I am just trying to pull together a little constellation of thoughts and conversations. This post spins at the crossroads of Wole Soyinka’s Myth, Literature, and the African World (ergo a little of Nietzsche’s The Birth of Tragedy by way of Soyinka’s dialogue with it), Zdenka Volavka’s Crown and Ritual, Margaret Thompson and Henry John Drewal’s Gẹlẹdẹ, some household conversations about Dionysos, a smidge of Károly Kerényi’s Dionysos, and a friend’s offhanded observation that the so-called ‘Artemis’ of Ephesus’s so-called ‘breasts’ looked a lot like the nests of bumble bees (having to use ‘so-called’ twice says something, doesn’t it?).
This may also be brought to you by the letter ‘M’ and the number 8. This isn’t intended to be a mash-up of all these elements, but deep-rooted mysteries tend to have many branches and sometimes they intertwine. This is gestural, pointing out how what is disparate in proximity might converge if we trace the outline of their trajectory.
The observation that the breasts looked a lot like bumble bee nests is a very suggestive thing. Ephesus was known in antinquity for its production of honey. Honey production requires honey bees, of course, not bumble bees, but notice that the representations of Artemis of Ephesus focus on wild beasts, not domestic ones. Bumble bees would be the natural, ‘wild,’ contrast case for the domestic honey bee.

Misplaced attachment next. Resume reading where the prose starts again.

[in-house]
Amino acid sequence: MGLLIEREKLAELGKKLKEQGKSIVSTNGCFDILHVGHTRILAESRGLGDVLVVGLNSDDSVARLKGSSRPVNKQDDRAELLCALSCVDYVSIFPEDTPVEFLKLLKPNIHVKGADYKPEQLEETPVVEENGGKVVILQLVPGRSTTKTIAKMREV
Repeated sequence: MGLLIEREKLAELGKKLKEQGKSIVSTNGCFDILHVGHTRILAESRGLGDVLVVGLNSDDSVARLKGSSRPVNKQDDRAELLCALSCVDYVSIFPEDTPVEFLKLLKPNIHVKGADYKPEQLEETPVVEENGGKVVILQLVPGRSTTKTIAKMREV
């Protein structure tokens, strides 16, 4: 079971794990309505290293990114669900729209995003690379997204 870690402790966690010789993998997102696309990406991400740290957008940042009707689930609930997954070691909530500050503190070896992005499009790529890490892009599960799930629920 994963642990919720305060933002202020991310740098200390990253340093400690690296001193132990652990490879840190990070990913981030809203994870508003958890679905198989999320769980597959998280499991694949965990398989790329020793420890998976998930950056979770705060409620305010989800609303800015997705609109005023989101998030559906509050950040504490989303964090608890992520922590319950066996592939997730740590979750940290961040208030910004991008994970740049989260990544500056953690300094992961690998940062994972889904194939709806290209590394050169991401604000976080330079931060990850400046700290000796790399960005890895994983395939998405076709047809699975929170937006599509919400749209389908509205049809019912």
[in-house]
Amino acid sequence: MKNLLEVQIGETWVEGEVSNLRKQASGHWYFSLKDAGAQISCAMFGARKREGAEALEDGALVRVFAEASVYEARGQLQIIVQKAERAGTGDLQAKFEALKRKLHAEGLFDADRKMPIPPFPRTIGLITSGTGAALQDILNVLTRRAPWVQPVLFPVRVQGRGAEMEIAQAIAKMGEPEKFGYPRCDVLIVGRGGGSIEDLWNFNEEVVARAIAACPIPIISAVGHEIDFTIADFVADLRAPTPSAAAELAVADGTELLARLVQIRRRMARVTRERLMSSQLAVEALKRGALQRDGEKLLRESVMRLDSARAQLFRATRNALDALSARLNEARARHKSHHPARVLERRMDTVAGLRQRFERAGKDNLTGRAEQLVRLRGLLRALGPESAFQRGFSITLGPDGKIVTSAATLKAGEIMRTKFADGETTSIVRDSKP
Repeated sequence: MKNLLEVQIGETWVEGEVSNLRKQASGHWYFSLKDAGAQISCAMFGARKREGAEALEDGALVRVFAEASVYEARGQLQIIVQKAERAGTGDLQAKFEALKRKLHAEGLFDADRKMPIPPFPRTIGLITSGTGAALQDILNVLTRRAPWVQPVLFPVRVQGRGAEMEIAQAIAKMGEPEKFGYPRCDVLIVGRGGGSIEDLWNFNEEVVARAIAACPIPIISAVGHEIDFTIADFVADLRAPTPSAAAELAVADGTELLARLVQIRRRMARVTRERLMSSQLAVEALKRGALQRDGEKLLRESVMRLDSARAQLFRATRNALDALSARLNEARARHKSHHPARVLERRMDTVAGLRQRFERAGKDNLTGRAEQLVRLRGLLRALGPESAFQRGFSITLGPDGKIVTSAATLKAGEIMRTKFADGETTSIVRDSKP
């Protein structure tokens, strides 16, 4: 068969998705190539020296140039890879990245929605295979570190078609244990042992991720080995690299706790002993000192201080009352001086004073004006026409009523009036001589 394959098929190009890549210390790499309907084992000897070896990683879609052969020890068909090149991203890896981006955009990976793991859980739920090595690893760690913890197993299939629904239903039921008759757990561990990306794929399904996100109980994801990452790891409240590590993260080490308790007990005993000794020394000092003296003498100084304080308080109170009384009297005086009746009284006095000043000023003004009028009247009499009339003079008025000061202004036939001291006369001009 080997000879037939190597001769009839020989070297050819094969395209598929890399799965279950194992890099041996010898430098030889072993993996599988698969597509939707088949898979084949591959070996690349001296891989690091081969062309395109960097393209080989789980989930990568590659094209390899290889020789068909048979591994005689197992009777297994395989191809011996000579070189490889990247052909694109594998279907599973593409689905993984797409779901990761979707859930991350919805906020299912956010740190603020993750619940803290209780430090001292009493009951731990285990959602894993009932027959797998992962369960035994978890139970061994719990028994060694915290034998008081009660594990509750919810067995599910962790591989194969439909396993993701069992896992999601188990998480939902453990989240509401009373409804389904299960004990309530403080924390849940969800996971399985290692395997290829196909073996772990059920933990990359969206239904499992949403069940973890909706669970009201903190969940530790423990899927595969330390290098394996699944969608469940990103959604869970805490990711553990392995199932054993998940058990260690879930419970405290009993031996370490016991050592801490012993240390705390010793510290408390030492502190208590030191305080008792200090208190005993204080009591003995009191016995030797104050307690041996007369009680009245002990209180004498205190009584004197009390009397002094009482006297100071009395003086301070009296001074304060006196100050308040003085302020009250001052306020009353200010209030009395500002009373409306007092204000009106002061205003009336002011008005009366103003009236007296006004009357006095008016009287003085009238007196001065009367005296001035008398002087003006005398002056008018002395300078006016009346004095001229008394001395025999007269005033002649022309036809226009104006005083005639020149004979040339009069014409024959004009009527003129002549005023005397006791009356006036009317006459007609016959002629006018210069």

Anton Bammer seems to counter the idea that these breasts are bull’s testicles with a comparably odd idea that the ‘breasts’ represent amber jewelry. He bases on a dig that found amber jewels in an Artemis of Ephesus shrine, but the jewels described were quite small, 1 to 1 1/2 cm wide. They are more appropriate to the necklace she is often shown wearing than the more substantive ‘breasts.’
The amber would, however, be a nice analogue of golden honey. Amber was a valuable object that they likely would have acquired through the quite old amber trade. That this connection of amber necklace and trade provides a potential link between Northern European Gullveig and Freya’s brisingamen to Hera’s being tricked with an amber necklace into letting Apollo and Artemis be born is no less intriguing. Beneath these seemingly disparate cultural worlds we might glimpse a common preoccupation with honey and mead as sacred and civilizing forces related to wild and restive ones.
This broad complex links honey to divinity and there is room for a great deal of poetic play. There is the fairly established links between the Korybantes and bees, but one might wonder if the same connection holds elsewhere. Might the Valkyries, too, have roots in the bees? The connection between bees and the dead seems old enough to support the play. Closer to home and returning to Artemis of Ephesus, we have the importance of figures like Dionysus, nourished by secret/hidden/secreted honey, becoming the means through which the cultivation of honey becomes established (e.g, Ovid on Bacchus in the Festi).
This being nourished by honey makes sense of the placement of the nests on the statue of Artemis such that they suggest breasts; the are supposed to evoke breasts—they are breasts by virtue of producing (wild) honey that sustains and transforms both the human and divine, putting them into contact with each other. The secret nature of honey and the intimate nature of nursing connote an especially spiritual and sacred domain.